• Fri
  • Dec 19, 2014
  • Updated: 12:38pm

Competition bill penalty 'too harsh'

PUBLISHED : Wednesday, 26 January, 2011, 12:00am
UPDATED : Wednesday, 26 January, 2011, 12:00am

Opponents of the forthcoming competition bill say the proposed penalty is too steep.

The business-sector lawmakers say a penalty of up to 10 per cent of global turnover for companies violating the proposed bill - which aims to provide a level playing field for companies in Hong Kong - is too severe.

Firms can be charged 10 per cent of their annual turnover for every year they breach the law.

The government says it is a necessary deterrent, given the lack of criminal sanction in the draft bill, which has just entered its clause-by-clause scrutiny stage in the Legislative Council.

The bill tackles two major anti-competitive practices. The first is practices such as price-fixing and market-sharing. The second pinpoints abuse of market power.

Economic Synergy lawmaker Jeffrey Lam Kin-fung said the proposed penalty was unreasonable.

'The government says we have to model our bill on different foreign examples, but neither the competition law of the European Union nor the United Kingdom apply a penalty for every single year that a contravention occurs,' Lam said. 'So we are copying the harshest part of the other laws to make up our own bill.'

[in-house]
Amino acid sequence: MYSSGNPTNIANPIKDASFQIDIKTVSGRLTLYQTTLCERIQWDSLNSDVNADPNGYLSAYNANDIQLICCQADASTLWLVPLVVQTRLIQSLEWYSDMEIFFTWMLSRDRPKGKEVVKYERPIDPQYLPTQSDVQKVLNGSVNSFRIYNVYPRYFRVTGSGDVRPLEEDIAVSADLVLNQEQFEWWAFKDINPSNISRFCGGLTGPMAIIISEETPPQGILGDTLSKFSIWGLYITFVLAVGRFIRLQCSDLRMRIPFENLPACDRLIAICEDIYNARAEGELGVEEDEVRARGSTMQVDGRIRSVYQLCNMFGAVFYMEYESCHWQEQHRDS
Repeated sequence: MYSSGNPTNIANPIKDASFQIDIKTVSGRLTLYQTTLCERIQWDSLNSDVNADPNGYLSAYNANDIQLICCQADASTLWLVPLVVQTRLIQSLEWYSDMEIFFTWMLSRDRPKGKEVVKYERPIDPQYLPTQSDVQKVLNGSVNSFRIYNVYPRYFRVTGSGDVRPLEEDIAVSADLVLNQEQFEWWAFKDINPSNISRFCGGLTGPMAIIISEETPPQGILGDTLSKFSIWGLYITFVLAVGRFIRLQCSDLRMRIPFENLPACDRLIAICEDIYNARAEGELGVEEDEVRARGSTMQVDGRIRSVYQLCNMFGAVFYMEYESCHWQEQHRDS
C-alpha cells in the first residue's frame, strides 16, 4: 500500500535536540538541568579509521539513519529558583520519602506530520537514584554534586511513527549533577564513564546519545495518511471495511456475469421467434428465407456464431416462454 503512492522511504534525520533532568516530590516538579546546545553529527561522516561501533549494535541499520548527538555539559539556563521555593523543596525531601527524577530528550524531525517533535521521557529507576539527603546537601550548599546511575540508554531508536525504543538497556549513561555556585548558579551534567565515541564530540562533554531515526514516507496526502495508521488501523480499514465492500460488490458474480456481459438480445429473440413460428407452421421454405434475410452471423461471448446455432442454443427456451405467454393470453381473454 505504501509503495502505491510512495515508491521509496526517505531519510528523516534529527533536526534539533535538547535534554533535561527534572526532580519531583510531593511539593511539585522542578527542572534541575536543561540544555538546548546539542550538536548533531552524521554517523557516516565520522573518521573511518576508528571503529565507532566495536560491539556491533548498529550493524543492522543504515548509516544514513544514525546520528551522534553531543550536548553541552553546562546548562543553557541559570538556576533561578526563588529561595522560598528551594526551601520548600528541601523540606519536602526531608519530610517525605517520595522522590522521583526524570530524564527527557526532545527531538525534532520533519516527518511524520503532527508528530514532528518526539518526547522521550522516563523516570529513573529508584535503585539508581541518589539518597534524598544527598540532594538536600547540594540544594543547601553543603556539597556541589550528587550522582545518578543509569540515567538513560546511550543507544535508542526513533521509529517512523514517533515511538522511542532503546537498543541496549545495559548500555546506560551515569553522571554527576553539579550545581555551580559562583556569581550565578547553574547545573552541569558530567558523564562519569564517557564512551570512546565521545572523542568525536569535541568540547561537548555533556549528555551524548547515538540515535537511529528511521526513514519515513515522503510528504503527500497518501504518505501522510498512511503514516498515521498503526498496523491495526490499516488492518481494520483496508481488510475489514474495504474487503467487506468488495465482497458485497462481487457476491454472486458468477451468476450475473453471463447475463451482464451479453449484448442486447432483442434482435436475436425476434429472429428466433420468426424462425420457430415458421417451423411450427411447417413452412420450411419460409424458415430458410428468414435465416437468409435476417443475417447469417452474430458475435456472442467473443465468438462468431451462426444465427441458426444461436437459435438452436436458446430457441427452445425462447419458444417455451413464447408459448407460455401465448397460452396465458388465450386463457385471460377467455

According to a policy paper issued by the government, the laws in the EU, Britain and a few other countries impose a maximum penalty of 10 per cent of turnover in the preceding business year. Singapore, widely seen as Hong Kong's economic rival, imposes a maximum of 10 per cent of turnover of local business, for at most three years.

Undersecretary for Commerce and Economic Development Greg So Kam-leung said the penalty was a cap and a necessary deterrent. 'There is criminal sanction power in other major jurisdictions such as the UK, so we need a greater penalty ceiling to deter unlawful cartel behaviour,' he said.

Polytechnic University law professor Mark Williams said that if anti-competitive behaviour had lasted for years, it had done the equivalent number of years of harm to the economy and so a corresponding penalty was needed.

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